Oli Hille knows what it's like to feel stressed. He spent several years working as a chartered accountant for a big oil company based in Wellington. He was studying and spending his "spare" time building up a million-dollar property portfolio, rushing out at lunchtimes to view houses with real-estate agents. He was working 70 hours a week and feeling terrible.

"I used to lie in bed at night and, although I hadn't done any exercise, my heart was racing. I generally don't struggle with negative thoughts but I started thinking, 'I could actually die in my sleep I am so stressed."'

He had an income of more than $150,000 a year but he was so stressed that one day he couldn't even summon the energy to open a letter sent to him by his mother.

He went to a doctor and was told if he didn't change his lifestyle, he would become seriously ill.

His reaction was to quit his job and move to London for his OE. But he soon fell into his old ways again, working 50 hours a week plus 1 hours commuting each day in a job paying about $300,000 a year.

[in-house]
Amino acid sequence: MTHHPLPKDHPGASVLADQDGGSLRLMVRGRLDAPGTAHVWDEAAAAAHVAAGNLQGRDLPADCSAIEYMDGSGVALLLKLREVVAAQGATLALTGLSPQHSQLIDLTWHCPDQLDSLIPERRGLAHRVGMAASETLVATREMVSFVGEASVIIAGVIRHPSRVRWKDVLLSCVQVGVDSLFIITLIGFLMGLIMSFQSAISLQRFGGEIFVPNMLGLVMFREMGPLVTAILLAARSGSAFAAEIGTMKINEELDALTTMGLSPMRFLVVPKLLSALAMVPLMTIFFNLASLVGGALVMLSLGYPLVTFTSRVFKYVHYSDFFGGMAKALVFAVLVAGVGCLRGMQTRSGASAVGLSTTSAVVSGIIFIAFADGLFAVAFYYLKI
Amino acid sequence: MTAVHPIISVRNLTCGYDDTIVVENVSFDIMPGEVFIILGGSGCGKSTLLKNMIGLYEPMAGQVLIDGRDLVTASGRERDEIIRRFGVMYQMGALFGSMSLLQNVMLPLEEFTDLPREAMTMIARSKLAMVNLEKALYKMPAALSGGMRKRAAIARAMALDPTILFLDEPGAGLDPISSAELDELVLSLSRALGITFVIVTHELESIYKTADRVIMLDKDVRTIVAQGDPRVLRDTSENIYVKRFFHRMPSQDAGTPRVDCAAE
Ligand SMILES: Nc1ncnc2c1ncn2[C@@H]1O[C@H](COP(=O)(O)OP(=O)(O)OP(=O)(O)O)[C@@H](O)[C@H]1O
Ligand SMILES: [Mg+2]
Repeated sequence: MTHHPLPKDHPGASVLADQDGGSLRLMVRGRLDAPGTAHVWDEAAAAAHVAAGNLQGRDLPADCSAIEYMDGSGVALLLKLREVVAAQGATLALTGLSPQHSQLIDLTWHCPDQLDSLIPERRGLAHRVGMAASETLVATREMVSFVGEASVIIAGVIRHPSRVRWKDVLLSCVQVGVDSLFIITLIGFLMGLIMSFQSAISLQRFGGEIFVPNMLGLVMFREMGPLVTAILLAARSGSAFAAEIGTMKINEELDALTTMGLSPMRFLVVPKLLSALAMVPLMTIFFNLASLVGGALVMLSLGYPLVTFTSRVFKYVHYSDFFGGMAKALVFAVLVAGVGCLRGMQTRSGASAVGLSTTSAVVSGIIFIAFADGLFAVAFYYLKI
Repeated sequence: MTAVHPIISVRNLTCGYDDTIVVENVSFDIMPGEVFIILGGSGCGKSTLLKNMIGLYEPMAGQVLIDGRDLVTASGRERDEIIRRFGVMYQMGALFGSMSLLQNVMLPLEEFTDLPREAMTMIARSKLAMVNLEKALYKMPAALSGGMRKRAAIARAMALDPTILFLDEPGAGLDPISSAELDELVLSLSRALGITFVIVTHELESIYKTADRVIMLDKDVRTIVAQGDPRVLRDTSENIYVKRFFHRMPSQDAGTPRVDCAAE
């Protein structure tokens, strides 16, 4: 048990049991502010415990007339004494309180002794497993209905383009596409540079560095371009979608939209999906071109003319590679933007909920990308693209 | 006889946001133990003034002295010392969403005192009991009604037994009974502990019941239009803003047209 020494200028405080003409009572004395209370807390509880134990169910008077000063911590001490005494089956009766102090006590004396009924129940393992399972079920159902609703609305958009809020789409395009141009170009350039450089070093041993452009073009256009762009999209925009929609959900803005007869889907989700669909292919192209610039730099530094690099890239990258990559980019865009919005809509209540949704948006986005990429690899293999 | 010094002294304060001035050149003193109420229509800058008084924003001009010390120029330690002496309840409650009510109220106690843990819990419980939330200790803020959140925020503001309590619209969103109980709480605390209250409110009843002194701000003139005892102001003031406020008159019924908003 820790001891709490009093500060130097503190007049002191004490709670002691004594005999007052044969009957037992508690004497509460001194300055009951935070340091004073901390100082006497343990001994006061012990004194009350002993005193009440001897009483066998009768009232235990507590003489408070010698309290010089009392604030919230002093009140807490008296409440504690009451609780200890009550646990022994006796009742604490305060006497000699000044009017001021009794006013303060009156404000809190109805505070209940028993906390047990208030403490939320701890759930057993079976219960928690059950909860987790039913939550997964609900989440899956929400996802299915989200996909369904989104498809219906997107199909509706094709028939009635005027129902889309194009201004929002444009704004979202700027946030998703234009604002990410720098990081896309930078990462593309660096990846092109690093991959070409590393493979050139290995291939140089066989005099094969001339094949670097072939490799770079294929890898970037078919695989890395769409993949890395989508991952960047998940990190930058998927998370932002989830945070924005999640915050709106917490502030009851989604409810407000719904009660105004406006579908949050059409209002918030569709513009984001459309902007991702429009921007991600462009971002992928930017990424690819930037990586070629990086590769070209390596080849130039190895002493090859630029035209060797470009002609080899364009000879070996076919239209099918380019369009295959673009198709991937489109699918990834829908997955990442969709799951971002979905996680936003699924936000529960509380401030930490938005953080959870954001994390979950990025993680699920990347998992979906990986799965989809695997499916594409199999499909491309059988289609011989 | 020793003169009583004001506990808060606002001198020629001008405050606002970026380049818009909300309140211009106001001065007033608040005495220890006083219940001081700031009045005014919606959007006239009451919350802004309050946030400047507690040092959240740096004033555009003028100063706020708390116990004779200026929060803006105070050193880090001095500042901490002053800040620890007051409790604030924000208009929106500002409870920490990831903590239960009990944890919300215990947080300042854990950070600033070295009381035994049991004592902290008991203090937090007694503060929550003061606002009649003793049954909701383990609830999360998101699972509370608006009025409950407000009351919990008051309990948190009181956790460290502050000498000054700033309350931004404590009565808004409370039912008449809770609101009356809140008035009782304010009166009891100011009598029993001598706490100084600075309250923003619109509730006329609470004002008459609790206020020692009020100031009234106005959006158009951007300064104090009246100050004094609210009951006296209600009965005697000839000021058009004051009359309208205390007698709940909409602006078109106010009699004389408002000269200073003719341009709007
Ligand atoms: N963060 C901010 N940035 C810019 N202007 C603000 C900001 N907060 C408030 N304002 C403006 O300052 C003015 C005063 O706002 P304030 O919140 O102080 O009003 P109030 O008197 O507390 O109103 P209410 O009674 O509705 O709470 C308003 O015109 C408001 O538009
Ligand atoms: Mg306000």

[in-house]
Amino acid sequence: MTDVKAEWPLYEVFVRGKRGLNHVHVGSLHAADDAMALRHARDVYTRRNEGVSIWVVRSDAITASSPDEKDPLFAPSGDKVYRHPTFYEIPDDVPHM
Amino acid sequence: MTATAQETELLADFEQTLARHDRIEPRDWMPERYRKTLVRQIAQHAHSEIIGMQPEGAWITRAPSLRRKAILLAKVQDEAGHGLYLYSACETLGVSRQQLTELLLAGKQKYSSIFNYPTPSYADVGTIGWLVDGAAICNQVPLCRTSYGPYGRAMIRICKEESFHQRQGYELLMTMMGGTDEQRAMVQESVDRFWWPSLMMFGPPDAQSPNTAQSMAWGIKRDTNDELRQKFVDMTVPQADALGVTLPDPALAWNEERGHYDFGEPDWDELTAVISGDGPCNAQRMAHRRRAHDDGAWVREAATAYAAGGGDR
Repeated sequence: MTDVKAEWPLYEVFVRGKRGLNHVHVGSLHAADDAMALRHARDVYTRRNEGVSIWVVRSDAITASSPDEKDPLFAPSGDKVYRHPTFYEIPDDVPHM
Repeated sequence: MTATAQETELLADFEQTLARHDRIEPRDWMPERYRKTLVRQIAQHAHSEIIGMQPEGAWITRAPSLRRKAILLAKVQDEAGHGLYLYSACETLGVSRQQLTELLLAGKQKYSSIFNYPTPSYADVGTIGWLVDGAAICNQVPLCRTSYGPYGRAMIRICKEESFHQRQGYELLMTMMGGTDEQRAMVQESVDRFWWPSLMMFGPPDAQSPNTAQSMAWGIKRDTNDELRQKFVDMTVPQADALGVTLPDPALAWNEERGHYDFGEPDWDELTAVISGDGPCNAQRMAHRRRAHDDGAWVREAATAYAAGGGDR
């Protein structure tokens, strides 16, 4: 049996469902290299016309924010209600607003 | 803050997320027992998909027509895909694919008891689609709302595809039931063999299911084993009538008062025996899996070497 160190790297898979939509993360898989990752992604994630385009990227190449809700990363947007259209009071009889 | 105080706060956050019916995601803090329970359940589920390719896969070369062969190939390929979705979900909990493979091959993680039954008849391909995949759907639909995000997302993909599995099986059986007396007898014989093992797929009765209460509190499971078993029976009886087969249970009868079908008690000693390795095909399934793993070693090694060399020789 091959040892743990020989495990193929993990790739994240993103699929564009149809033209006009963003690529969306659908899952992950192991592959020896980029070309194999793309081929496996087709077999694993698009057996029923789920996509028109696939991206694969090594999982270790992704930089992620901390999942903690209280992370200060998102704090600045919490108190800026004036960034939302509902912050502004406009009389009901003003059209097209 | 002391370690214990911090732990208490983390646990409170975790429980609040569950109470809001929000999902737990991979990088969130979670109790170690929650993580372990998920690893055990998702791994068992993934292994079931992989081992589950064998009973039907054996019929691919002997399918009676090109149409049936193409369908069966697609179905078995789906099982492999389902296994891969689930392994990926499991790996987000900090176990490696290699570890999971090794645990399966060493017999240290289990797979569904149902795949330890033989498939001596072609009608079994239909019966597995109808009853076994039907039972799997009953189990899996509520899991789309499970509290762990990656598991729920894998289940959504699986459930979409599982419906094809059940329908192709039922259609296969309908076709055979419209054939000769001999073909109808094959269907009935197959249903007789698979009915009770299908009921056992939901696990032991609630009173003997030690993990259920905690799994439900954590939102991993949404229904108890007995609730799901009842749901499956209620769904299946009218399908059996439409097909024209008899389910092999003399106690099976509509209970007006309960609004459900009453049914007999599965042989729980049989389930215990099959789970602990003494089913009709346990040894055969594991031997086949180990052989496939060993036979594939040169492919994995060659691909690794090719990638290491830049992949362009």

When he and his wife returned to New Zealand, Hille knew it was time to give up "all that crazy stuff". He set up an online recruitment company and started living life again. "That was the moment I decided I would do some kind of business that suited my lifestyle. I could take my cellphone to a cafe. I could wait 24 or 48 hours to respond to emails."

He has recently published an e-book, Creating the Perfect Lifestyle, which has been a hit on Amazon bestseller lists. Yet despite a hectic schedule promoting the book, he says that project has caused him "zero stress".

Michael Hill practises transcendental meditation and pursues his passions of golf and the violin to ensure he gets that balance right.

While in New York last month, he mixed business with pleasure, working on "branding strategies" while helping with the marketing of a DVD by his friend, violinist Mark Kaplan. But enjoying the work you do is key, he insists. "I get wildly excited and other people might see that as stressful."

So, the multi-million-dollar deals, the ever-expanding empire, the 2000 employees - does it ever weigh on his mind? "No," he says. "I feel more stress playing golf than doing deals."